“The beauty of our music is the ability to improvise endlessly, and that is my forte – I never know what I am going to do in the next two seconds, and that is still a great thrill.”
-Ustaad Ravi Shankar
Ravi Shankar, a musical prodigy born to India, was a magician with the harmonies and the tunes and embodied in himself a delectable blend of the traditional and the modern. Formally trained by Allaudin Khan, Shankar learned the varying nuances of sitar from the very best in the field, and ventured out of the conventional moulds of instrumental music to create a niche of his own. Widely venerated for his prowess in experimental music and in the field of Indo-western fusion, Shankar travelled to Europe for a major chunk of his youth days to find a way to express the musical side that monopolized his identity in the later years.
In the course of his lionized musical career, along with earning global acclaim, Shankar also acquired a very ardent critic of his works in the form of Ustad Vilayat Khan.Similar to Shankar in some ways, Khan also experimented with the various harmonies and created something new and astoundingly beautiful every time he performed. However, he elevated his music to the pedestal of being very pristine and pious, as something which was best left unscathed from the flames of westernisation. On the other hand, Shankar would often infuse the melodies of his sitar with western classical and jazz forms, in an endeavour to bring the Indian musical mystique to a global mass audience. Pursuing this ambition, Shankar also made acquaintance with the Beatles, an acquaintance that deepened into a deep friendship fuelled by mutual respect.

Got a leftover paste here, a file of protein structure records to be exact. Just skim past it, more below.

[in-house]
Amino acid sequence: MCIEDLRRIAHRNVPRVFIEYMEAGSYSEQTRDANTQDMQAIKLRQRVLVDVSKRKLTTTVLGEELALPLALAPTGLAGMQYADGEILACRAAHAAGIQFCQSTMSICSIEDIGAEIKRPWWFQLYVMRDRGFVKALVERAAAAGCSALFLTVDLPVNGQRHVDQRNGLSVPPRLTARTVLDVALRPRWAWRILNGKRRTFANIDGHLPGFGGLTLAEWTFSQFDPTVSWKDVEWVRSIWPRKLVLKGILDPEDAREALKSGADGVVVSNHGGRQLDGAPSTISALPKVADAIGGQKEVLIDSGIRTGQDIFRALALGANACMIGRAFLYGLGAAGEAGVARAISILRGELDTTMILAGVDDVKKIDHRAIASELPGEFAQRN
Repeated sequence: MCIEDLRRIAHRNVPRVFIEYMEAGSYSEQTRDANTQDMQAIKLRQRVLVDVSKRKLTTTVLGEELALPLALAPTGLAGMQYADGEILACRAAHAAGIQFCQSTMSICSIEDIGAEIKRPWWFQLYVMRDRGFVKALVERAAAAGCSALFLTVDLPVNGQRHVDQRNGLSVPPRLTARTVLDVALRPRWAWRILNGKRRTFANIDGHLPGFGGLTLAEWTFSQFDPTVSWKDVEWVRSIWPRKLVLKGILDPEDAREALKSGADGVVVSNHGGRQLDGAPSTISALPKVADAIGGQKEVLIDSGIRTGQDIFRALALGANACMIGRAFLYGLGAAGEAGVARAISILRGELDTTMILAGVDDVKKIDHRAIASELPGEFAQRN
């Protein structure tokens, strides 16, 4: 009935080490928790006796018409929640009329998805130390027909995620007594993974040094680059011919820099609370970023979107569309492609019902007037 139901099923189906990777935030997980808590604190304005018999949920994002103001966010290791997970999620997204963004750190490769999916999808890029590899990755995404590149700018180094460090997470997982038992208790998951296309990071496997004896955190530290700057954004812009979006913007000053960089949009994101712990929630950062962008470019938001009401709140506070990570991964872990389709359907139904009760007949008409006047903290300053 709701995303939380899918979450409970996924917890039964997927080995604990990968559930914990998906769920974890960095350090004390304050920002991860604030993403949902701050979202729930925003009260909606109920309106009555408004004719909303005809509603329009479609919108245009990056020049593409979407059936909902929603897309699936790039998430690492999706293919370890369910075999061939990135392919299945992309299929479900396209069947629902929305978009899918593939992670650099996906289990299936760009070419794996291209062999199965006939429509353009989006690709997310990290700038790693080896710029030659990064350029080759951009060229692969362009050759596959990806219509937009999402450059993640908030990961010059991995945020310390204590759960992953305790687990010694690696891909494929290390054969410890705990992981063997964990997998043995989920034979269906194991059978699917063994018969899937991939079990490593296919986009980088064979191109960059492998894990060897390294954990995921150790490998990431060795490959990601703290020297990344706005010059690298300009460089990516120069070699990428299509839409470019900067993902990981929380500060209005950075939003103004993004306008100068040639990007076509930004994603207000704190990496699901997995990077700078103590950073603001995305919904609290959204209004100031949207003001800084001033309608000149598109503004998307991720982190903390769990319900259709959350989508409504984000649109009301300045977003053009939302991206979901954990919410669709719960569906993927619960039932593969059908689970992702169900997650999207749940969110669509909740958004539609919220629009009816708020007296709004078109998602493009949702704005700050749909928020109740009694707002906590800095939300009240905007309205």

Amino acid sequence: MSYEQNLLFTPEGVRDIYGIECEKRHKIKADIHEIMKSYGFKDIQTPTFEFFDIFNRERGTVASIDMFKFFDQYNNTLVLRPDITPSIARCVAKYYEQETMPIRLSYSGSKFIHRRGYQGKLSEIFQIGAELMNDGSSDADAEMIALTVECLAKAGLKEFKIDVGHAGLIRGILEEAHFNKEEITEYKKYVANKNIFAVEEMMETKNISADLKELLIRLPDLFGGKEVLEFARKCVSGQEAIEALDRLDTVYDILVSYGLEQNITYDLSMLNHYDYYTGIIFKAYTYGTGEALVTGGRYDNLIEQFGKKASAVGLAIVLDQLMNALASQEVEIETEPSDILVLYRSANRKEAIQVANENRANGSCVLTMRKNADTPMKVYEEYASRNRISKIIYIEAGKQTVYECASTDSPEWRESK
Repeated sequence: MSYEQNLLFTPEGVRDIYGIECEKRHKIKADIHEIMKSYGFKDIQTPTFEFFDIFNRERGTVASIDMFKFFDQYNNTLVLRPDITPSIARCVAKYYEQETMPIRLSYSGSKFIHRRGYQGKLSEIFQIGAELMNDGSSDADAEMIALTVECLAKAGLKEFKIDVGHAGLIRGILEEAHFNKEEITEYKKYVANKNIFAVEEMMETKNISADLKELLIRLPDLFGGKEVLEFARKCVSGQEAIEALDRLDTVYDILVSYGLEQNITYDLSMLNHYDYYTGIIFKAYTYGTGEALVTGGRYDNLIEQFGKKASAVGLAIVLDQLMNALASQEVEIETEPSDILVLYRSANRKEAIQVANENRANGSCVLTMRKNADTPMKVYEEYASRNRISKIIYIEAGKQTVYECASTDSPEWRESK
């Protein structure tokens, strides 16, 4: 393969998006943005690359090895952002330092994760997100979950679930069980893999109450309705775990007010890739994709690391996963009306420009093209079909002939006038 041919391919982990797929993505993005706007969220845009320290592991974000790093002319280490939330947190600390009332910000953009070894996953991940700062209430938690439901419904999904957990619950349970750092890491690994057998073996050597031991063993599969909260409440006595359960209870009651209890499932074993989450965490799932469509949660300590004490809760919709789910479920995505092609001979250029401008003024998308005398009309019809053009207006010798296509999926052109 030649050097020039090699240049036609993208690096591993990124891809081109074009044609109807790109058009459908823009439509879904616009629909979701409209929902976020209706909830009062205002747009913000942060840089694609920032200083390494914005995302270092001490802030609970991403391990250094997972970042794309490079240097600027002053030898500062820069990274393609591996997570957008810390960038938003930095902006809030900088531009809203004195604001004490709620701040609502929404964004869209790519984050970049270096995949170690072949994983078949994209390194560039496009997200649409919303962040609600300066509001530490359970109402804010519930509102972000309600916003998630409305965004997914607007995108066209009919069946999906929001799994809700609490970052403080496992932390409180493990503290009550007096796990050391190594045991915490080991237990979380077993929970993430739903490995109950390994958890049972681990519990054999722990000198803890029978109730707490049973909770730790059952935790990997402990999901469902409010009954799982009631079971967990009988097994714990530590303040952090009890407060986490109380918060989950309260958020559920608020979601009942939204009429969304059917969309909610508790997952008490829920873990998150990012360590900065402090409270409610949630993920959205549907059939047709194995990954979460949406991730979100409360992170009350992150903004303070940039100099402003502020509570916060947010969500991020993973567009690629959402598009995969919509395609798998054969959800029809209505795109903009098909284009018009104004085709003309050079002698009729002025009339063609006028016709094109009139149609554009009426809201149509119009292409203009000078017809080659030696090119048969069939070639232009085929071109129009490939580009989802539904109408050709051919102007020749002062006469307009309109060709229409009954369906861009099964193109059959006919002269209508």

When Ravi Shankar met ‘The Beatles’, it was a dream union. The flamboyant west with the introspective east. It was the acoustic equivalent of Buddha and Socrates discussing philosophy.
Here’s a rare video of Ravi Shankar teaching George Harrison how to play the Sitar:-
This dream union, however, was to have its costs. Even though Indian music was brought to a global platform, there was a blatant disregard for the finesse of the style. The performance of this music at rave parties made the western rock audiences come to the delirious conclusion of Indian music being in tandem with narcotics and ‘free love’. Ravi Shankar played no small part in making India a must-visit destination in the hippie circuit.
This association shocked Shankar, who belonged to the tradition that considered music as a sacred connection to a higher state of being. It was also insulting for him to be playing for an audience which was too intoxicated to recognize the performer, and the socially accepted and normative practice of breaking the instrument after the performance outraged him. It was the mid 70’s when he realized that he had lost his hard-earned reputation as an earnest classical performer in the eyes of hid own people.
Shankar returned to his homeland and his relentless efforts to correct the mistakes he had committed succeeded. Later, he was conferred with Padmashree award. This also created some controversies when Vilayat Khan refused to accept this award stating that he should have received the award before Shankar, since he was a senior player and had more experience as a sitarist as compared to Shankar.
Such was the relationship between Shankar and Khan, sprinkled lavishly with mutual respect, and yet laden with a kind of animosity where both of them vied for the top spot. Khan had once grudgingly accepted “Robu da has popularised India’s music all over the world at the cost of his music.”
Irrespective of the sharp twists and turns of the roller-coaster like chronicle of his career, Shankar has proven to be one of the most celebrated and cherished classical instrumentalist, and has Anoushka Shankar carrying forward his legacy.